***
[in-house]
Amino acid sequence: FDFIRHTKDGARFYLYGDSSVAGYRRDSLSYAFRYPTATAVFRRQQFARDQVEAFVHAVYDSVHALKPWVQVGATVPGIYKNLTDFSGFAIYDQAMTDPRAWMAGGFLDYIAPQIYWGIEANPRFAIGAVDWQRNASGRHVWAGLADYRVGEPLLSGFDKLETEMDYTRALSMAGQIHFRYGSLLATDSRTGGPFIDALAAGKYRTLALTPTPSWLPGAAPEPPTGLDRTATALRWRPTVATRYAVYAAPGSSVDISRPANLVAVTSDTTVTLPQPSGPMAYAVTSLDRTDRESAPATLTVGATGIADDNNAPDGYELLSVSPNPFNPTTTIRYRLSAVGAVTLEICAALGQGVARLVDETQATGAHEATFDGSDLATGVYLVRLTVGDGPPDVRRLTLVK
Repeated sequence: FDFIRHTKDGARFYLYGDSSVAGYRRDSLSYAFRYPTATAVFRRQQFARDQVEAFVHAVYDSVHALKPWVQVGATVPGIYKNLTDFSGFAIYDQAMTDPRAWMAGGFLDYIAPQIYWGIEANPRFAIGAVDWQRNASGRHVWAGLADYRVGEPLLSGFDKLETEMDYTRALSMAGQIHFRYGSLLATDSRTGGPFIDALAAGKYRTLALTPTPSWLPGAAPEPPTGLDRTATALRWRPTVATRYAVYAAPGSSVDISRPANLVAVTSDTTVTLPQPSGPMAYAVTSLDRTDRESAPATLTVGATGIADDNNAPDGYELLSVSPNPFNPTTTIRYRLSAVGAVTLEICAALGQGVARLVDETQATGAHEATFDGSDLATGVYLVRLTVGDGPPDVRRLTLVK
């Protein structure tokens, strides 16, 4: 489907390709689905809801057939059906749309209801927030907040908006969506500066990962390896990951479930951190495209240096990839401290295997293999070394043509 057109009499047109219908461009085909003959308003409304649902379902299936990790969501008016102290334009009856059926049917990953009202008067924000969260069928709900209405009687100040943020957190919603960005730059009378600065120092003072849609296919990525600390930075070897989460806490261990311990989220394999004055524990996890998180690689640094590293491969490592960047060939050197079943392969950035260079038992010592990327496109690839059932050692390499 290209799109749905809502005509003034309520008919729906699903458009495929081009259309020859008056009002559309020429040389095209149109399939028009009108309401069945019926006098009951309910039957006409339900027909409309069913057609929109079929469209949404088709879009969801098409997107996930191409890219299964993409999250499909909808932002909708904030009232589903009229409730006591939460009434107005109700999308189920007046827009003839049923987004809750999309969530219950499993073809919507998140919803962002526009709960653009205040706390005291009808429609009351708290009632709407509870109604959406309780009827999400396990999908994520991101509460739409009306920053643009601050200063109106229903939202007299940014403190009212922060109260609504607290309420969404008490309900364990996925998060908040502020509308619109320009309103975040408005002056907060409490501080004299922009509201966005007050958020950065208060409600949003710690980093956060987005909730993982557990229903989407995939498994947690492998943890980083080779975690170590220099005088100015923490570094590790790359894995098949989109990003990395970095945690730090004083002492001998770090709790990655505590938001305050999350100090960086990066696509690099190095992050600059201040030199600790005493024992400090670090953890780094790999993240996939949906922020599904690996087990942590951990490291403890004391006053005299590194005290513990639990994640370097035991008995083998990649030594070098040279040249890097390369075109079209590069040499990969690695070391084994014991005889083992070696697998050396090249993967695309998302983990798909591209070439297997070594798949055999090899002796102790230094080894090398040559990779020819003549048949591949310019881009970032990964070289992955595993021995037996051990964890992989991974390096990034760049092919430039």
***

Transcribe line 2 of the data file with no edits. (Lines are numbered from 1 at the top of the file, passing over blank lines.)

Amino acid sequence: FDFIRHTKDGARFYLYGDSSVAGYRRDSLSYAFRYPTATAVFRRQQFARDQVEAFVHAVYDSVHALKPWVQVGATVPGIYKNLTDFSGFAIYDQAMTDPRAWMAGGFLDYIAPQIYWGIEANPRFAIGAVDWQRNASGRHVWAGLADYRVGEPLLSGFDKLETEMDYTRALSMAGQIHFRYGSLLATDSRTGGPFIDALAAGKYRTLALTPTPSWLPGAAPEPPTGLDRTATALRWRPTVATRYAVYAAPGSSVDISRPANLVAVTSDTTVTLPQPSGPMAYAVTSLDRTDRESAPATLTVGATGIADDNNAPDGYELLSVSPNPFNPTTTIRYRLSAVGAVTLEICAALGQGVARLVDETQATGAHEATFDGSDLATGVYLVRLTVGDGPPDVRRLTLVK